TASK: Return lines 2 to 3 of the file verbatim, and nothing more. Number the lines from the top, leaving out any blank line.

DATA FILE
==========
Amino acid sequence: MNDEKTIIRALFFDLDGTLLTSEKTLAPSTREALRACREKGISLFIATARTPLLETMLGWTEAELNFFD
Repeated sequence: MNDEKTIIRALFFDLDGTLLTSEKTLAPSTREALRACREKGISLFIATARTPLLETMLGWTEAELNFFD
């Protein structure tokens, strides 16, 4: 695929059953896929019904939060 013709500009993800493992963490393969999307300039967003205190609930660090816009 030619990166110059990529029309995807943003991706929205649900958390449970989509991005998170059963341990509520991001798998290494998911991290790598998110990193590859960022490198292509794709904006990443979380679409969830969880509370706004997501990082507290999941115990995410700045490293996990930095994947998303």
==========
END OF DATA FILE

Repeated sequence: MNDEKTIIRALFFDLDGTLLTSEKTLAPSTREALRACREKGISLFIATARTPLLETMLGWTEAELNFFD
């Protein structure tokens, strides 16, 4: 695929059953896929019904939060 013709500009993800493992963490393969999307300039967003205190609930660090816009 030619990166110059990529029309995807943003991706929205649900958390449970989509991005998170059963341990509520991001798998290494998911991290790598998110990193590859960022490198292509794709904006990443979380679409969830969880509370706004997501990082507290999941115990995410700045490293996990930095994947998303």